Transportation Department Granting $450 Million to US Ports to Ease Supply Crisis

By Bryan Jung
Bryan Jung
Bryan Jung
Bryan S. Jung is a native and resident of New York City with a background in politics and the legal industry. He graduated from Binghamton University.
February 23, 2022 Updated: February 24, 2022

The U.S. Department of Transportation’s Maritime Administration on Feb. 23 said that American ports facing backlogs will be given access to $450 million from the Biden Administration’s $1 trillion infrastructure act, as part of the White House’s attempts to ease the supply chain crisis and lower prices for consumers.

The supply chain bottlenecks have slowed the flow of goods to store shelves and have pushed up costs throughout the world.

“We’re proud to announce this funding to help ports improve their infrastructure—to get goods moving more efficiently and help keep costs under control for American families,” Transportation Secretary Pete Buttigieg said.

“President Biden is leading the largest ever federal investment in modernizing our country’s ports, which will improve our supply chains and the lives of Americans who depend on them,” he added.

The transportation secretary announced the first batch of competitive grants for ports, which will double last year’s amount annually for five years and is aimed specifically at reducing supply bottlenecks.

The transportation department intends to allocate mid-term and long-term relief for the nation’s supply chain, through as series of grants as part of the Port Action Plan, which will handle federal subsidies under the infrastructure act to upgrade what are considered to be dated port facilities.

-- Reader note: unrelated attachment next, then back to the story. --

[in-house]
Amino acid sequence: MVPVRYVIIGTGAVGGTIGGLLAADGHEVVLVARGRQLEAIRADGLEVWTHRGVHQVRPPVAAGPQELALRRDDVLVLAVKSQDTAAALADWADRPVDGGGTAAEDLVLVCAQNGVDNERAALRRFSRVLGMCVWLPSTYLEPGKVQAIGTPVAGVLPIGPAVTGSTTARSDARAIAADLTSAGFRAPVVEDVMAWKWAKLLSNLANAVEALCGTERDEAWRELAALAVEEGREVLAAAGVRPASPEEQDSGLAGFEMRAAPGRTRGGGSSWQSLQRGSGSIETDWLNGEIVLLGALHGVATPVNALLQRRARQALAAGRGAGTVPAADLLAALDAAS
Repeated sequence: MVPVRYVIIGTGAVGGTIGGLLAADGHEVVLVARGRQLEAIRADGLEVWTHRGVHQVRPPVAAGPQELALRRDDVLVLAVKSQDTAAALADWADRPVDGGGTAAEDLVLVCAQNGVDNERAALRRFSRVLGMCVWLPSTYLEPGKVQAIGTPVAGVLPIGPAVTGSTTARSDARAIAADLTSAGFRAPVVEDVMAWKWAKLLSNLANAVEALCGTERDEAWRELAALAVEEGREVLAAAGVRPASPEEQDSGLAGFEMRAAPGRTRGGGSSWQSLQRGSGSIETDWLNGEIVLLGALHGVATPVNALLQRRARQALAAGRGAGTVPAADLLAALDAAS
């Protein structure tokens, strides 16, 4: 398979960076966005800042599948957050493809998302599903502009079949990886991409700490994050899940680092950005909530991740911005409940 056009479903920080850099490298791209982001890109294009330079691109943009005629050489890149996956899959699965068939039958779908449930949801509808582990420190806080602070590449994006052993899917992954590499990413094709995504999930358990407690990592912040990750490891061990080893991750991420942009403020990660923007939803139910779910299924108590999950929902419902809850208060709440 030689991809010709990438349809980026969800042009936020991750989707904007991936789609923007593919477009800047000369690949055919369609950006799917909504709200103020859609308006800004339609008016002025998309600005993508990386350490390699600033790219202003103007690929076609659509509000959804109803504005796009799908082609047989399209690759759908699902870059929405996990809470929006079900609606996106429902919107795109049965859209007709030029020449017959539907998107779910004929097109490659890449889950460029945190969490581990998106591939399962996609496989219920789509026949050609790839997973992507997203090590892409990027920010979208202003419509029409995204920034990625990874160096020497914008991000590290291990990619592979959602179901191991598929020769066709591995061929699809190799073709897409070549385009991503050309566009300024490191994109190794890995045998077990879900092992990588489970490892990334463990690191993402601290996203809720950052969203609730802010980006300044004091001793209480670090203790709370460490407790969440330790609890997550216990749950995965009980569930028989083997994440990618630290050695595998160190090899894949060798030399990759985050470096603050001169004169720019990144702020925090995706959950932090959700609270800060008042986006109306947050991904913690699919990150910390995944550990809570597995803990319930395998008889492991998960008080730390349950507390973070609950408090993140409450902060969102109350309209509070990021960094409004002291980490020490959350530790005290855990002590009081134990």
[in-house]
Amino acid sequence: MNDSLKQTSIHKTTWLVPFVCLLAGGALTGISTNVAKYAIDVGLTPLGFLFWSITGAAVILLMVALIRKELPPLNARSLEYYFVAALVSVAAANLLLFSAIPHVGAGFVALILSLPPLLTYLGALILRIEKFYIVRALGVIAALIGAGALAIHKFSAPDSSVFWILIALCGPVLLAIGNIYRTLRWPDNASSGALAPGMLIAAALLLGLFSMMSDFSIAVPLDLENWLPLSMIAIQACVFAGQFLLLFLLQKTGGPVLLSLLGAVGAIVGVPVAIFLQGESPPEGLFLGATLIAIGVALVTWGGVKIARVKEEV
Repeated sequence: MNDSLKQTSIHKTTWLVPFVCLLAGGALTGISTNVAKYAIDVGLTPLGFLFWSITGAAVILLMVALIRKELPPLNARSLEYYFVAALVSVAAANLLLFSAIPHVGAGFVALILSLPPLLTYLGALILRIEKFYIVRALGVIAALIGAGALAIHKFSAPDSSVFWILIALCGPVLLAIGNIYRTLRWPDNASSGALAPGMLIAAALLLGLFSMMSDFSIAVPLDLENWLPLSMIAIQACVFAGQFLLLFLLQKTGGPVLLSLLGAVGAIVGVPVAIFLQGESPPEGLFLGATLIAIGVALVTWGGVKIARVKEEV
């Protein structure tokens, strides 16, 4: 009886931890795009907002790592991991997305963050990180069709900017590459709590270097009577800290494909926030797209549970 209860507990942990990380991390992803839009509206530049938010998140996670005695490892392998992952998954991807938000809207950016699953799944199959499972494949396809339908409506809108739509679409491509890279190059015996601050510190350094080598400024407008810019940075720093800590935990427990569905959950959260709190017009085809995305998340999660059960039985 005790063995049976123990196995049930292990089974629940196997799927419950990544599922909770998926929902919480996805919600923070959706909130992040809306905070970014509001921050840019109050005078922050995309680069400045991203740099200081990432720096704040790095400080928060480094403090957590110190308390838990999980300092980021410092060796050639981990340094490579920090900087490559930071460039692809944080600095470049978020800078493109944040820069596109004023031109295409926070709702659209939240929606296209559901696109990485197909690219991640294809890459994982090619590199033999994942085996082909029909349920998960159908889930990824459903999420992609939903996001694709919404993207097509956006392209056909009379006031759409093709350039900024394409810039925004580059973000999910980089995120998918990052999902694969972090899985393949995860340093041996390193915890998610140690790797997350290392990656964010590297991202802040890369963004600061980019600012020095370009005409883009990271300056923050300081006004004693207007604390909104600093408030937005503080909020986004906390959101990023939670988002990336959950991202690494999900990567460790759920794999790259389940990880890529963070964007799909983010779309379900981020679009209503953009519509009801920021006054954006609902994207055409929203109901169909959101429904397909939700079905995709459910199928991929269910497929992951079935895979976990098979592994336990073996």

The department is releasing a one-year report this week that will assess the supply chain.

The report urges better government cooperation and data-sharing with the private sector and a pledge of billions of dollars from federal grant programs later in 2022, to improve rail, highway, and water infrastructure, as well as the expansion of warehouse capacity.

“The historic investments made by the Bipartisan Infrastructure Law will help remove bottlenecks by enabling ports to expand capacity and improve intermodal connections,” said acting maritime administrator Lucinda Lessley.

“The grant funds will also create new jobs across the U.S. maritime industry.”

The department awarded a round of $241 million in grants in 2021, including $52.3 million to help boost rail capacity at the port in Long Beach, California.

Last fall, the White House got major ports to agree to expand their work days and improve recruitment and retention in the trucking industry.

The administration on Feb. 22, also announced new private and public investments to boost domestic production of rare earth minerals used for electronics, as part of a bid to reduce American reliance on communist China.

The ports involved in the program have until May 16 to apply for the grants, which will be awarded by the government in the fall.

The grant program requests that “applicants to explore ways to include projects that will improve goods movement while also strengthening resilience, reducing emissions and advancing environmental justice.”

Bryan Jung
Bryan S. Jung is a native and resident of New York City with a background in politics and the legal industry. He graduated from Binghamton University.